U.S. House Speaker John Boehner (R-OH) arrives for a news conference with fellow House Republican leaders at the U.S. Capitol in Washington, February 25, 2013. Pressure is mounting on Congress and the White House to find a way to avoid a package of $85 billion in across-the-board-spending cuts, known as the "sequester," due to take effect on March 1. REUTERS/Jonathan Ernst
With the sequester deadline only four days away, President Obama will be visiting Virginia on Tuesday to pressure Republicans to strike a compromise that would prevent the automatic $85 billion cut in federal spending that White House officials say will have severe consequences to everyday Americans.
The President will be touring the Newport News Shipbuilding facility, the largest manufacturing employer in the state, where he is expected to speak and plead his case to the GOP. White House officials say the facility was chosen because if cuts were to happen employers like Newport News Shipbuilding would be hit hard, PBS reports.
"Across the board cuts would have potentially harmful effects industry wide, impacting jobs, economic demand and our military readiness," officials said, adding that 90,000 civilian Department of Defense employees work in Virginia and would be furloughed as a result of the sequester.
However, House Republicans are standing their ground and say they will not budge on the issue.
"The president says we have to have another tax increase in order to avoid the sequester. Well, Mr. President, you got your tax increase. It's time to cut spending here in Washington." House Speaker John Boehner, R-Ohio, said during a media address at Capitol Hill.
Boehner also said the country's fiscal deficit may be the biggest threat toward job creation in the country.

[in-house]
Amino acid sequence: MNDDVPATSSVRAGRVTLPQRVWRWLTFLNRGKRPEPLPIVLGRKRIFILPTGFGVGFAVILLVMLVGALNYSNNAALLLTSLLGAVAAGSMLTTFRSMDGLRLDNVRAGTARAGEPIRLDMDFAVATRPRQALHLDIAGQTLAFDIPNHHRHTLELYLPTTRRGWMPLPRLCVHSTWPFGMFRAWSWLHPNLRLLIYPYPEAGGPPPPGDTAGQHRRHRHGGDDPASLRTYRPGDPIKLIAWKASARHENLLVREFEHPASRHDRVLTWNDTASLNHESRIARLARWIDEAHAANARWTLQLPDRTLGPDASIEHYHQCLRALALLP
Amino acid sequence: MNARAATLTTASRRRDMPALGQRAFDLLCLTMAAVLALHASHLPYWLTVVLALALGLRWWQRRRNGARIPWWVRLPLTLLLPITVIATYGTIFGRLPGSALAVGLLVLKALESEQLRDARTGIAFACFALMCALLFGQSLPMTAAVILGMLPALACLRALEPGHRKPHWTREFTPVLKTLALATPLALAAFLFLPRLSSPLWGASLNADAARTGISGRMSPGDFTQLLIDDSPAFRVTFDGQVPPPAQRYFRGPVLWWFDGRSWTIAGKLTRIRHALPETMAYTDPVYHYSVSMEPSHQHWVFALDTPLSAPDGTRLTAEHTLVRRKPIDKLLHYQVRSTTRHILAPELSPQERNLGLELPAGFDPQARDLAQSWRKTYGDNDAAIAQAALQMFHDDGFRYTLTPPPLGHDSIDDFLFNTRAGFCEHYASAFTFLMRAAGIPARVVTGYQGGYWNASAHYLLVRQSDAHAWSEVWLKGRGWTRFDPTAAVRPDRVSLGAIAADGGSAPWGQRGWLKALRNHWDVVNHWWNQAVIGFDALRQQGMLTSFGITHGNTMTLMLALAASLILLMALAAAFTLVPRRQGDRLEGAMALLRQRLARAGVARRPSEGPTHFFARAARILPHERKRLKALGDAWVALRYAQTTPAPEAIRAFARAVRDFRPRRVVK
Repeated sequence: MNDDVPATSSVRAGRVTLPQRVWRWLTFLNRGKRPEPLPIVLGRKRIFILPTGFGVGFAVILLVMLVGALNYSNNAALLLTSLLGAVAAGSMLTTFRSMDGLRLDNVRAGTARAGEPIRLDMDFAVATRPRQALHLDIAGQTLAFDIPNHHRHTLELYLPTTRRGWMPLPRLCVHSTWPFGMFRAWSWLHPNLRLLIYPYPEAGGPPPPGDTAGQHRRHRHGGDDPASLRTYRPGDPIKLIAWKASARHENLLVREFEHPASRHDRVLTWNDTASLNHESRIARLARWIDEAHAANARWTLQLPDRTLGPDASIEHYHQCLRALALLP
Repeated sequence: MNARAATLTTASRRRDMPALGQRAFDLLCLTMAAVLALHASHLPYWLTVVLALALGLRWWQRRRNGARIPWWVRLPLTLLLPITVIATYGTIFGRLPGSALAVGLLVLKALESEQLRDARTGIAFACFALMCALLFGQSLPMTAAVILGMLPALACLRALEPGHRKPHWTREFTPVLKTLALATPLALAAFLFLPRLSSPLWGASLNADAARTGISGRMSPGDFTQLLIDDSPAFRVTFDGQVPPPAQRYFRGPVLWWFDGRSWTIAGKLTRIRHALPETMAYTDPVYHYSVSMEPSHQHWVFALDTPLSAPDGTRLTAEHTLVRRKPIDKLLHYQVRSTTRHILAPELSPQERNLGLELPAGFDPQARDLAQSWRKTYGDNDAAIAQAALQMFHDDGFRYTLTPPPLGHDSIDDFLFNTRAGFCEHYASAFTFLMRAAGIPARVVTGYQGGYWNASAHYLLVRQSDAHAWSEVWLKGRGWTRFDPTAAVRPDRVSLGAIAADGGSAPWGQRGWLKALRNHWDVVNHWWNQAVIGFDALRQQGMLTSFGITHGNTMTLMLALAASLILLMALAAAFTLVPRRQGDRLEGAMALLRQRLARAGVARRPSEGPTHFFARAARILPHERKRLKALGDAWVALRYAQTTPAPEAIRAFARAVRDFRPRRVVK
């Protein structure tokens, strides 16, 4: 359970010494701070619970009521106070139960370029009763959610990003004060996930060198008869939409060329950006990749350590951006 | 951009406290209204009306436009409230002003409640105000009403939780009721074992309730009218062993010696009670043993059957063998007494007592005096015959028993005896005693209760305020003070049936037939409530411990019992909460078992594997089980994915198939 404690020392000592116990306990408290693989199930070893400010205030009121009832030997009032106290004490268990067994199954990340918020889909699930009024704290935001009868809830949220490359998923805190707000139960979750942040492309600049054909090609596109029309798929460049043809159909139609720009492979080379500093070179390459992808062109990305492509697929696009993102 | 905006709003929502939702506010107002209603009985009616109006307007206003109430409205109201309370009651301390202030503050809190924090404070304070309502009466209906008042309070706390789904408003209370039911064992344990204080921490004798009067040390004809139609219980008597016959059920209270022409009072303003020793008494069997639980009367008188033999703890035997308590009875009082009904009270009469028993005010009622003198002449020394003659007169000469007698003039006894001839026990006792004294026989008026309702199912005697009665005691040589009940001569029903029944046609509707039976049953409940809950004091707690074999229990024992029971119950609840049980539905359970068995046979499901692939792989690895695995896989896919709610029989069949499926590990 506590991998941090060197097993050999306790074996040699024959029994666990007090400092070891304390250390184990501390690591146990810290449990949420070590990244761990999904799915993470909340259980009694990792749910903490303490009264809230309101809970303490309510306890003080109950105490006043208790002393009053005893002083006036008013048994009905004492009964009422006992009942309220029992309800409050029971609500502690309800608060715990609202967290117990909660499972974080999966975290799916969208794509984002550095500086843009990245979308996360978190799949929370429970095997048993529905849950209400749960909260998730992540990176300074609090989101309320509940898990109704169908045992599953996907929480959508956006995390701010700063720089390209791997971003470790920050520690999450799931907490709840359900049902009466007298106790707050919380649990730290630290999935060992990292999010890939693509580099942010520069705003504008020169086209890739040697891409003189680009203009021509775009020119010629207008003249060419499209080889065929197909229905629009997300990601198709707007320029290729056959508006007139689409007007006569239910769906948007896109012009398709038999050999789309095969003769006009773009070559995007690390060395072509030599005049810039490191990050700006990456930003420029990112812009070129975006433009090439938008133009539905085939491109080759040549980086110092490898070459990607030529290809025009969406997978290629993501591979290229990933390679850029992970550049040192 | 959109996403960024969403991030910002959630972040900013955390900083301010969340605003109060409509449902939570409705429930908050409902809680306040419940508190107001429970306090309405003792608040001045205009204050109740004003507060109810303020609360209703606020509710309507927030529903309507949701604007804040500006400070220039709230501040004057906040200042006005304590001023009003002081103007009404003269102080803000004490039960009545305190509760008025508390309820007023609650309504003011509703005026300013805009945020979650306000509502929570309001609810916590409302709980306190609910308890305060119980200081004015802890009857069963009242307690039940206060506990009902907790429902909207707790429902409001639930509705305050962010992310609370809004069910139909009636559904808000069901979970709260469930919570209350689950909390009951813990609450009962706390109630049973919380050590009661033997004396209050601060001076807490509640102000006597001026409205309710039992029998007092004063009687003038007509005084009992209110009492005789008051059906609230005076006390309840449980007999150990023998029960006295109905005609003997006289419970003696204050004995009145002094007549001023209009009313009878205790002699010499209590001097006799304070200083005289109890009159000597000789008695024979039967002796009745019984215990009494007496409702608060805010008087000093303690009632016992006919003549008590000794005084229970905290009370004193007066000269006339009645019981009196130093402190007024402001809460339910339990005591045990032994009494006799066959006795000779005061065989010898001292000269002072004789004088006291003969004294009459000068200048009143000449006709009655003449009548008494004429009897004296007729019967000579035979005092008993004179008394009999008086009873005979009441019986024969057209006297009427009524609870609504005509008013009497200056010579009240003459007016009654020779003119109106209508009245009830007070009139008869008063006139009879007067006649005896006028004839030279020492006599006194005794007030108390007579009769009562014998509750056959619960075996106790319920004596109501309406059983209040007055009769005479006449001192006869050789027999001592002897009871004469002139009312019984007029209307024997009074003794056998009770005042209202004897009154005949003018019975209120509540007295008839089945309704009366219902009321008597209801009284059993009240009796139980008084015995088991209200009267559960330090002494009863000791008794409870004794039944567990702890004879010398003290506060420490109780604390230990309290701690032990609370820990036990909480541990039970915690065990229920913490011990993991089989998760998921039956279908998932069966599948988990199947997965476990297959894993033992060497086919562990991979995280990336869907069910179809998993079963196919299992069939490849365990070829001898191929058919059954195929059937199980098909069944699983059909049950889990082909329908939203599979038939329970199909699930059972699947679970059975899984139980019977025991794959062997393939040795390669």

"If we don't solve this spending problem here in Washington, there will be tens of millions of jobs in the future that won't happen because of the debt load that's happening on the backs of our kids and grandkids. I came here to save the American dream for my kids and yours. This debt problem and the president's addition to spending is threatening their future," he said.
Republicans are about to introduce a plan that would allow the sequester to happen, reports say, but would give the President authority to decide where the cuts would take place.
Republican Sen. Lindsey Graham of South Carolina was disappointed with his party's approach. He said the sequester and particularly the growing federal debt are national concerns that need to be handled in a bipartisan manner.
"Now is the time to grow up. Both parties need to grow up. We need to find a chance to do the big deal. I'll challenge the president: Mr. President, let's do things that will straighten out the long-term indebtedness of the country. Stop talking about between March and October. Talk about the next 30 years," Graham told CNN.